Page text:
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City News

Posted on: February 19, 2019

WestCO Dispatch Thriving In New Center, Unseen Heroes Wanted

Montrose, CO — It’s no secret that emergency dispatchers have a tough job. When people dial 911, it is up to the men and women of WestCO Dispatch to connect those in distress with emergency services. Help arrives for those in need, sometimes with only moments to spare, and the rewards of being a dispatcher are solidified. 


WestCO has been operating from their new operations center, located in the annex building on the campus of the Montrose County Justice Center, since November 1. WestCO moved from its former location at the Montrose Police Department when asked to take over all services previously provided by Montrose Regional Dispatch Center to form one primary dispatch center for an entire region. 


The new digs at WestCO are bigger and brighter with large windows, open space, offices for training, and a bigger kitchen for dispatchers to cook meals. Best of all, the center is large enough to accommodate the new recruits its executive director says are needed to fill current openings. 


Along with the new operations center, WestCO increased its services by 40 percent, now providing dispatch services for 19 agencies spread out over a three-county region. Those agencies include the Montrose County Sheriff’s Office, Montrose Police, Montrose Fire and EMS, Olathe Police, Olathe Fire and EMS, Ouray County Sheriff’s Office, Ouray Police Department, Ridgway Marshal, Black Canyon National Park, Olathe Fire and EMS, Ouray Fire, Ouray EMS, Ridgway Fire, Loghill Fire, Nucla/Naturita Fire and EMS, Paradox Fire and EMS, and Montrose Regional Airport Fire and Rescue.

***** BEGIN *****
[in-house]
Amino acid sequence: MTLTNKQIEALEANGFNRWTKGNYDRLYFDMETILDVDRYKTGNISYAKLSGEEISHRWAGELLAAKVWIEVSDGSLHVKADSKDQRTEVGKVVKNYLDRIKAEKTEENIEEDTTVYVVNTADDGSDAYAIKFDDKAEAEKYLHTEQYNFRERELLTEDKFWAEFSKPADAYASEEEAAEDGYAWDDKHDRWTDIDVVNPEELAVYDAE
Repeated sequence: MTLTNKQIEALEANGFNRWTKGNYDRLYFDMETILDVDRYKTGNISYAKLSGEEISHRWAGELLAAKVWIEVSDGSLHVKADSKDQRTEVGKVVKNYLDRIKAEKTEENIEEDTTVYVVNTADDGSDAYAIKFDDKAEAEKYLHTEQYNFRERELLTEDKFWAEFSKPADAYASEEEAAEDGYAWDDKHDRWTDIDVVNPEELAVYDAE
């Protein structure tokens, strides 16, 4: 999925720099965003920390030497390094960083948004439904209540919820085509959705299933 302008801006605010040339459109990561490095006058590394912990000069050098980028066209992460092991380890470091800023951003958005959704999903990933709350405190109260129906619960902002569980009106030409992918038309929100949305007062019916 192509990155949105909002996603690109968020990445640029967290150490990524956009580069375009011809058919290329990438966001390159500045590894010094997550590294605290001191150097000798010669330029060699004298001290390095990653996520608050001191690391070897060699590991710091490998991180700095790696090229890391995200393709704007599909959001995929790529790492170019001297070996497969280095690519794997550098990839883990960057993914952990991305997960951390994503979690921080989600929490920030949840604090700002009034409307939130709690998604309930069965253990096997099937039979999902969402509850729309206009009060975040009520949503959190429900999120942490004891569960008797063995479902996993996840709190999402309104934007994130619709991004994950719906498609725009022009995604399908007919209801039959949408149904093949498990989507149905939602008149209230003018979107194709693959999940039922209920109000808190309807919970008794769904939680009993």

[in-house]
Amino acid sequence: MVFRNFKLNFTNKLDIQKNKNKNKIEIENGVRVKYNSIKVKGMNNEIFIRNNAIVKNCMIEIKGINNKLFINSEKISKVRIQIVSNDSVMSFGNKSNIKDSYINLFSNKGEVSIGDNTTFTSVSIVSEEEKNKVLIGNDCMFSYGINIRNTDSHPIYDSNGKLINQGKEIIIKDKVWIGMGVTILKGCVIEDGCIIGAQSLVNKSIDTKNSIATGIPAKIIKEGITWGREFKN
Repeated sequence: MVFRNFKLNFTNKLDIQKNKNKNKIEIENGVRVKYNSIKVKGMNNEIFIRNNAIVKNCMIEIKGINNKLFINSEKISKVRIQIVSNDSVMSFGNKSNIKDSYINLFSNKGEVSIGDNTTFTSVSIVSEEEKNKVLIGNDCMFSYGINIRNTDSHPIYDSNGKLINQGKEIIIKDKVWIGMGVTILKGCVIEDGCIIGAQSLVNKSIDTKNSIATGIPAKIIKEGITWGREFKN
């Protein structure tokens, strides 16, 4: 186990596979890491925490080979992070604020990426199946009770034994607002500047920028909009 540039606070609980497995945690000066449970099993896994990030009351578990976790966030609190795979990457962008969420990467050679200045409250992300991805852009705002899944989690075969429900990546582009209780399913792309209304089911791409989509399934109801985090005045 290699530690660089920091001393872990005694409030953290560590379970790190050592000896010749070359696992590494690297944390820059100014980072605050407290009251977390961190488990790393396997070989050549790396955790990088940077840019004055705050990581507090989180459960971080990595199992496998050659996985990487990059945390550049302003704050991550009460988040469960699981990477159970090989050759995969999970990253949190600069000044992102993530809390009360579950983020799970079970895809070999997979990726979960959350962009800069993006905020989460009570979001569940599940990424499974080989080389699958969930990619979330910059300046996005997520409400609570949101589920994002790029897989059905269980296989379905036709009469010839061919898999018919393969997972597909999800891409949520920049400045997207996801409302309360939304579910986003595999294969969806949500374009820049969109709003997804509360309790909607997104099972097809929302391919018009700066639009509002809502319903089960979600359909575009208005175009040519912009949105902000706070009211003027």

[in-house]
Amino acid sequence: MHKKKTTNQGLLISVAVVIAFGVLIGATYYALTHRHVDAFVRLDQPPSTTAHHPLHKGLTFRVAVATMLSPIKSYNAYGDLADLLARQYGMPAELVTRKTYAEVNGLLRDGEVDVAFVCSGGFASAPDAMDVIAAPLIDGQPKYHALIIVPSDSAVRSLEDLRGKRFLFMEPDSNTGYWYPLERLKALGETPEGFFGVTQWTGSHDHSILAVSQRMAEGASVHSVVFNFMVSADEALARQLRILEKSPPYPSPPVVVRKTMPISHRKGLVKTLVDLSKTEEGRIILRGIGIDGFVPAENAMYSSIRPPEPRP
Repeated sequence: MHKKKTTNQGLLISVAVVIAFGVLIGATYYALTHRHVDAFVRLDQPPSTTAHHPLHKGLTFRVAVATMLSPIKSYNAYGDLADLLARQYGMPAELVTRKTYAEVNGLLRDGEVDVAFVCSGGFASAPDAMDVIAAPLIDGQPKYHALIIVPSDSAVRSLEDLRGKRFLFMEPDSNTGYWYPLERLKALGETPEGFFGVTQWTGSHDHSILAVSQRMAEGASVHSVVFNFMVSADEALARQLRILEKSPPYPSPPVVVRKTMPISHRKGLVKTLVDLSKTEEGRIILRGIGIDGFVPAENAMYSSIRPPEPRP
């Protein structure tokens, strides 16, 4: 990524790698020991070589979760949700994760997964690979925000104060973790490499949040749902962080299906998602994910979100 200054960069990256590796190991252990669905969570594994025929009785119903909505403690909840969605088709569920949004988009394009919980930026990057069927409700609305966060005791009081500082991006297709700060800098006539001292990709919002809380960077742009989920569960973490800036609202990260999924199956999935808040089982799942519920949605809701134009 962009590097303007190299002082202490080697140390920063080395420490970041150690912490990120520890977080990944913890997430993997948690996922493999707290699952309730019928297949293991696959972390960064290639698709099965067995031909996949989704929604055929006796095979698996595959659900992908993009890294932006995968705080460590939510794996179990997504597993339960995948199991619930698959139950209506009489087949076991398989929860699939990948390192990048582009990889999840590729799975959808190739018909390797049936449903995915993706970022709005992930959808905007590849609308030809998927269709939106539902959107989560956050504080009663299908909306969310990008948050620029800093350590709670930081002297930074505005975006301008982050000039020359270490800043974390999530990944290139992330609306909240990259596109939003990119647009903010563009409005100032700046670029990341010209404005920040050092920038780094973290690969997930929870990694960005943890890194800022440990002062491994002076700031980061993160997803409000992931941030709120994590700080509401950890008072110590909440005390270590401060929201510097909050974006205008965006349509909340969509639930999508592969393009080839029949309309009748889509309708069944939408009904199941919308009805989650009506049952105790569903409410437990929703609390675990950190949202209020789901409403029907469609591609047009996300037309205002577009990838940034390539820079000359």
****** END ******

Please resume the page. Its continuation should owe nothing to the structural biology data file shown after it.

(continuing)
“It’s the hub, the information center to everything that happens in community safety,” said WestCO Executive Director Mandy Stollsteimer.

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Dispatchers work rotating shifts 24 hours a day, seven days a week for these agencies. Dispatchers are the link between the community they serve, its residents and the resources that are there to help. 


Via emergency phone calls or text messages, dispatchers ascertain what people need and what level of distress they are in. In some cases only law enforcement officers are needed, in others, dispatchers instruct callers on how to provide medical assistance like CPR while first responders are en route. 


Sometimes dispatchers help keep people calm when they call talking about suicide. It is a wide-reaching public safety role that involves being a conduit for people and first responders, placing it among the most exciting, challenging and rewarding public service jobs. 


“It’s a calling, like in law enforcement, it’s a way to serve the public,” Stollsteimer said. "The 911 professional is a profession that is not well known to the public. We are a highly skilled profession in demand, however, not a lot of people know it is a career path that is very rewarding and provides a civic service. You really make a difference and an impact for public safety."